Wired Top Stories
Updated: 3 min 47 sec ago
Officials are pushing for extreme self-sufficiency when the next hurricane, earthquake, or other catastrophe hits, but the advice can be unclear and impractical.
The writers explore, in essay and memoir, the crucial ways reality has crumbled.
Amazon announced new listening features for Alexa, part of a suite of upgrades to the voice assistant that will expand its ability to understand the world around it.
Scientists have demonstrated a promising technique for measuring and mapping your exposome—the flecks of animate and inanimate stuff that surround you at all times.
Whether you’re pounding the pavement or cheering your friends on, we have the gear for you.
Stabilized action-cam footage has gotten a whole lot better.
Inflatable graspers don’t have to be taught how to hold something, the way robo-hands do.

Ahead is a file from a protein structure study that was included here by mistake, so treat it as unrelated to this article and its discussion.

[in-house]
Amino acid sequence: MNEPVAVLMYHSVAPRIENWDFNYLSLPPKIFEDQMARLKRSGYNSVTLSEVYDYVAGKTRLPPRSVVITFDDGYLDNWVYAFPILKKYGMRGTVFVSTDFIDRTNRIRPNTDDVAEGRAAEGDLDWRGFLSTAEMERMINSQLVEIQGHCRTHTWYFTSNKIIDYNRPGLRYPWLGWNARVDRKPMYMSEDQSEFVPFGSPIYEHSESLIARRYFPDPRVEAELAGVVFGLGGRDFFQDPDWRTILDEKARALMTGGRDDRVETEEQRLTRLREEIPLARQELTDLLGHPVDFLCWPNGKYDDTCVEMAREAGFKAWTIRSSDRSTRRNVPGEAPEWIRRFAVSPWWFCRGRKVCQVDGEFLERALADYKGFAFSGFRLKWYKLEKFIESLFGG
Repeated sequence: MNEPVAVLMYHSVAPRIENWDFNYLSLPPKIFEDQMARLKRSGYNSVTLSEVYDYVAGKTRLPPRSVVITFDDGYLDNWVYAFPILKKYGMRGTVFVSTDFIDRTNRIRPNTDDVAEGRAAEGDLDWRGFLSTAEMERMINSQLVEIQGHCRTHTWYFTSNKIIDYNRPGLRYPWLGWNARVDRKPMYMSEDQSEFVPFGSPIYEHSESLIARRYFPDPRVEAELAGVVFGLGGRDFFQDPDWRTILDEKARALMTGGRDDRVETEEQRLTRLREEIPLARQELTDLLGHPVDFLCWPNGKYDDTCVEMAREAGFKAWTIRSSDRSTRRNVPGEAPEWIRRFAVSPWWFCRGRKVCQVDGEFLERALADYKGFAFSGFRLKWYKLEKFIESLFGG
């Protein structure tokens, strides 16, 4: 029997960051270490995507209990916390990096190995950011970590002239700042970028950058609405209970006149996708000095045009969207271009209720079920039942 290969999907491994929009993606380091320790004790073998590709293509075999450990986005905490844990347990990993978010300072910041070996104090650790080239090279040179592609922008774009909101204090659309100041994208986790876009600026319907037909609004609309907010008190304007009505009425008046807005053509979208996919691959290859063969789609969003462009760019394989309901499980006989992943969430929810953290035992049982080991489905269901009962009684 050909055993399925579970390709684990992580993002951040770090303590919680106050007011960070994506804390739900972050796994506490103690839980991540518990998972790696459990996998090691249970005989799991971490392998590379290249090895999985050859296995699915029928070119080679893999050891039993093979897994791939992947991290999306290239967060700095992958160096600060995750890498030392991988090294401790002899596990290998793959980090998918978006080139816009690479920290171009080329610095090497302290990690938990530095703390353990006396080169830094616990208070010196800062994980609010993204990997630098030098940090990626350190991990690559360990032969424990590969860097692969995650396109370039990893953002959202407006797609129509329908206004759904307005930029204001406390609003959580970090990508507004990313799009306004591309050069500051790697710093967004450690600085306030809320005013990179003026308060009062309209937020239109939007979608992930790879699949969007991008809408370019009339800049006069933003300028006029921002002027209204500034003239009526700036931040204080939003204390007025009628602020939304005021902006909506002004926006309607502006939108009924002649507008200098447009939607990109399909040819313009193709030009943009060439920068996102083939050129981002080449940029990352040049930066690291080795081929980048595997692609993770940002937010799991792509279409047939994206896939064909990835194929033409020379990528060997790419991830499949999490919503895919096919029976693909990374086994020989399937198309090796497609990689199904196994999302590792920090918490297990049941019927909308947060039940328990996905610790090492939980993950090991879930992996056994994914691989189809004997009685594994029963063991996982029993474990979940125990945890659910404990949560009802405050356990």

Amazon is about to announce a some hardware at an event in Seattle, where Alexa will be the star of the show.
If you’ve been holding off on that new Kindle, now’s a great time.
The German automaker’s “electric pit stops” promise to put 250 miles of range on the Taycan’s batteries nearly three times faster than a Tesla Supercharger.
Social impact in the age of AI must take on a new dimension: the creation of large numbers of service jobs for displaced workers.
Facebook starts publicly testing its dating service with users in Colombia today.
HTC starts filling in the details of its so-called blockchain smartphone, expected to launch later this year.
A new method looks at the DNA of elephant tusks to pinpoint the crime networks behind disparate stashes of poached ivory.
A Texas court issued a warrant for the Defense Distributed founder's arrest on Wednesday.
The _Crazy Rich Asians_ director shot a kinetic short for WIRED titled _Somewhere_, and he did the whole thing on a new iPhone.
The California Farm Bureau has given away the right of farmers to fix their equipment without going through a dealer.
A new study from Data & Society reveals how reactionary, far-right commentators have built an alternative media ecosystem on YouTube: by using the platform exactly as intended.
Sony’s upcoming throwback console promises to include such hits as Final Fantasy VII and Ridge Racer.
The Empire Strikes Back brought us the TIE bomber—and new physics questions to try to solve.